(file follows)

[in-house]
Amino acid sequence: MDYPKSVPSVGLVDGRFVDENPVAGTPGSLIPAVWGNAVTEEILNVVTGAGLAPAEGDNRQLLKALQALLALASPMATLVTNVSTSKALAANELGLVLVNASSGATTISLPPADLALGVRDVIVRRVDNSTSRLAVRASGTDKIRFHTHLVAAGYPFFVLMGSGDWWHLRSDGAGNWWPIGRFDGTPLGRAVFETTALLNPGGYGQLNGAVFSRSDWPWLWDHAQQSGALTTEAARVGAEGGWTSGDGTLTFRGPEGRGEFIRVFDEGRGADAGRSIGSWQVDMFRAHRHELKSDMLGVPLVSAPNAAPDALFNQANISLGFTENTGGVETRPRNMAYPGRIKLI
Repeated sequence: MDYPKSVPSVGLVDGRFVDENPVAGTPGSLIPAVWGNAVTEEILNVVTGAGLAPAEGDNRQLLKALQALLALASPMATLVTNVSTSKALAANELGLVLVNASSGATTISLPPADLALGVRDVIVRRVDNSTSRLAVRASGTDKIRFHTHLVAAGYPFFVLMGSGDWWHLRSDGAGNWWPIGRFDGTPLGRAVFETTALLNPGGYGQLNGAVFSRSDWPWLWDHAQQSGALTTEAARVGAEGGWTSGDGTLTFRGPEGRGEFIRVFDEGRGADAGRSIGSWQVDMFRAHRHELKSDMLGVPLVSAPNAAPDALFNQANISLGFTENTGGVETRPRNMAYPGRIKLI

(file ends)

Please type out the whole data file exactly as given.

[in-house]
Amino acid sequence: MDYPKSVPSVGLVDGRFVDENPVAGTPGSLIPAVWGNAVTEEILNVVTGAGLAPAEGDNRQLLKALQALLALASPMATLVTNVSTSKALAANELGLVLVNASSGATTISLPPADLALGVRDVIVRRVDNSTSRLAVRASGTDKIRFHTHLVAAGYPFFVLMGSGDWWHLRSDGAGNWWPIGRFDGTPLGRAVFETTALLNPGGYGQLNGAVFSRSDWPWLWDHAQQSGALTTEAARVGAEGGWTSGDGTLTFRGPEGRGEFIRVFDEGRGADAGRSIGSWQVDMFRAHRHELKSDMLGVPLVSAPNAAPDALFNQANISLGFTENTGGVETRPRNMAYPGRIKLI
Repeated sequence: MDYPKSVPSVGLVDGRFVDENPVAGTPGSLIPAVWGNAVTEEILNVVTGAGLAPAEGDNRQLLKALQALLALASPMATLVTNVSTSKALAANELGLVLVNASSGATTISLPPADLALGVRDVIVRRVDNSTSRLAVRASGTDKIRFHTHLVAAGYPFFVLMGSGDWWHLRSDGAGNWWPIGRFDGTPLGRAVFETTALLNPGGYGQLNGAVFSRSDWPWLWDHAQQSGALTTEAARVGAEGGWTSGDGTLTFRGPEGRGEFIRVFDEGRGADAGRSIGSWQVDMFRAHRHELKSDMLGVPLVSAPNAAPDALFNQANISLGFTENTGGVETRPRNMAYPGRIKLI